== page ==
Looking past the apparent lack of a sustainable Irish display culture, this book demonstrates that there is a very full story to tell of the way Ireland displayed its art from the late eighteenth to the early twentieth century. Ireland on Show analyzes the impact of the display of art as a significant political and cultural feature in the make-up of nineteenth-century Ireland - and in how Ireland was viewed beyond its own shores, in particular in Great Britain and the United States. Fintan Cullen directs much-needed critical attention and analysis to a subject that has been largely overlooked from an Irish perspective. This study moves beyond museums, to address the range of art institutions in Irish cities that displayed art, from the Royal Hibernian Academy, founded in the 1820s, to Hugh Lane's Municipal Art Gallery, opened in Dublin in 1908. Throughout, the book explores the battle between the display of a unionist ethos and a nationalist point of view, a constant that resurfaces over the period. By highlighting the tension between unionist and nationalist viewpoints, Cullen uses the display of art to investigate the complexities of Irish cultural life before the founding of the Free State.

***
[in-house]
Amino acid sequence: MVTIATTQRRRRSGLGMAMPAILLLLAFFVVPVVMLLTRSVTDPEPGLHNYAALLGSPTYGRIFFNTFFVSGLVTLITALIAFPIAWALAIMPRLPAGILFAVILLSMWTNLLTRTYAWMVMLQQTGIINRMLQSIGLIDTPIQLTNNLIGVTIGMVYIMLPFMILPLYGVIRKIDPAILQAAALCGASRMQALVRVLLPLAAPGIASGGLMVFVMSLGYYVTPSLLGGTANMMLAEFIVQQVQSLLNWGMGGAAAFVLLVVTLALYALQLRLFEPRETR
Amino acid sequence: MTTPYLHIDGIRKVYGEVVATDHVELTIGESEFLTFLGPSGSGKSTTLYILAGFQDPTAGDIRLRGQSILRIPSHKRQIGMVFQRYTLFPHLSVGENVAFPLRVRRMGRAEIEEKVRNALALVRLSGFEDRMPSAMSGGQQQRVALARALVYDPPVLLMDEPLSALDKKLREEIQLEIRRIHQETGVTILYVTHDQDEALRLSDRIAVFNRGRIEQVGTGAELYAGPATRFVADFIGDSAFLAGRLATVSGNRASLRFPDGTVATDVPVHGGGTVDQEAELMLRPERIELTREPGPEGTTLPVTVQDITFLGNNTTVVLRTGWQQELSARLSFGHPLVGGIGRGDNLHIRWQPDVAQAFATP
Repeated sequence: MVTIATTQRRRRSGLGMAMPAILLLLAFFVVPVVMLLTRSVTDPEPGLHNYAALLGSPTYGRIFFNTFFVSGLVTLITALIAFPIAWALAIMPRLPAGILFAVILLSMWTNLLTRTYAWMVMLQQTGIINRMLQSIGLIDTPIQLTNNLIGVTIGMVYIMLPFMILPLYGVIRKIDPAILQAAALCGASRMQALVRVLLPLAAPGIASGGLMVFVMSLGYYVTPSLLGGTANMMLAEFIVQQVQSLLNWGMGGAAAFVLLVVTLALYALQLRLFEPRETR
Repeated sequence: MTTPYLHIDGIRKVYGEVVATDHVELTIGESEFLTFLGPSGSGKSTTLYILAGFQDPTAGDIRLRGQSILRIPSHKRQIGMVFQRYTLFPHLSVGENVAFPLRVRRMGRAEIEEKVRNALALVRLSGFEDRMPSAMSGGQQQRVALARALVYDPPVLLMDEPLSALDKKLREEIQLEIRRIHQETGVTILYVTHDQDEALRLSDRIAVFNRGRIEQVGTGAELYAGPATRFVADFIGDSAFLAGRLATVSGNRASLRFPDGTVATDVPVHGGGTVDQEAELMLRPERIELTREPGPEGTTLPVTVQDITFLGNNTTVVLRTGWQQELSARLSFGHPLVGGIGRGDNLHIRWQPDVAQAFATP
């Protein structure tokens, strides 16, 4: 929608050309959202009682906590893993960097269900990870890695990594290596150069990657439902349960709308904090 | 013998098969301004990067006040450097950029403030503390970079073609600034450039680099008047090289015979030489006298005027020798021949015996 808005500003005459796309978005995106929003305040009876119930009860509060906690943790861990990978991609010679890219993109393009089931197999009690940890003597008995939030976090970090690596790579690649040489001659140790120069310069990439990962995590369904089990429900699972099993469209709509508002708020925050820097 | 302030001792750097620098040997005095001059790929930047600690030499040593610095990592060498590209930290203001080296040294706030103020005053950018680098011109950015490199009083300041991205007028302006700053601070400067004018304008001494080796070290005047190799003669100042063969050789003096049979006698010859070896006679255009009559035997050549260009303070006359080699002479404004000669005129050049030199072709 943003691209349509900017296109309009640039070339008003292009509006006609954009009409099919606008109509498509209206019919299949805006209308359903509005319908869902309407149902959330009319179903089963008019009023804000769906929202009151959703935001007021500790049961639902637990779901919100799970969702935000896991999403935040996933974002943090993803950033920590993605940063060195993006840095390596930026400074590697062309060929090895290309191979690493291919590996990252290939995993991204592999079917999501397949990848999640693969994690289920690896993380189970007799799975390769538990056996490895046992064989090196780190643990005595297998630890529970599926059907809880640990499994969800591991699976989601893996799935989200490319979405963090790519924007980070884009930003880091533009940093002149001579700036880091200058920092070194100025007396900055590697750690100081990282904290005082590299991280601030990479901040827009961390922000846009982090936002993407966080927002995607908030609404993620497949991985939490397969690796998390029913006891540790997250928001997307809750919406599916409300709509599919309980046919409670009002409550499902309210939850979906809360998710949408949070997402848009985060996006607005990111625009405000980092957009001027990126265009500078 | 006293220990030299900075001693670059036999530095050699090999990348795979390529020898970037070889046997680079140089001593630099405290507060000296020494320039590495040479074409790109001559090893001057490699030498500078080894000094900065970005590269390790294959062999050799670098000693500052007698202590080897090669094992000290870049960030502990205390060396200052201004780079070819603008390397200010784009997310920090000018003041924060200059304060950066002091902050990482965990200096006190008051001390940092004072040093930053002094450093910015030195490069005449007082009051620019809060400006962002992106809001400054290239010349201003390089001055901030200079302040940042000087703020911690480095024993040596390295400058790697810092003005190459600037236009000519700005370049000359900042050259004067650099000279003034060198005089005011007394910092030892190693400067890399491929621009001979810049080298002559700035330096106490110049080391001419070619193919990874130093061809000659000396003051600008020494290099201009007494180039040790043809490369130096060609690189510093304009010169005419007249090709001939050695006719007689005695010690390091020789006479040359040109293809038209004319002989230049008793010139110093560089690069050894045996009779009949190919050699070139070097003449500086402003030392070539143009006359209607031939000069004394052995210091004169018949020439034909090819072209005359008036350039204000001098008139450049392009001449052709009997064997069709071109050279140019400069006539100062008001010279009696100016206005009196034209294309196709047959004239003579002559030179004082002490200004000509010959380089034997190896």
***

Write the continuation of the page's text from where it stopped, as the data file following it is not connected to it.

Fintan Cullen is Professor of Art History at the University of Nottingham. Previous books include Conquering England. Ireland in Victorian London (with R.F. Foster, 2005) and The Irish Face. Redefining the Irish Portrait (2004).
Contents: Preface; Introduction; Art institutions in Ireland; Union and display in Ireland; Displaying distress; Display and integration: Ireland in America; The Lane bequest: displaying the modern; Afterword; Bibliography; Index.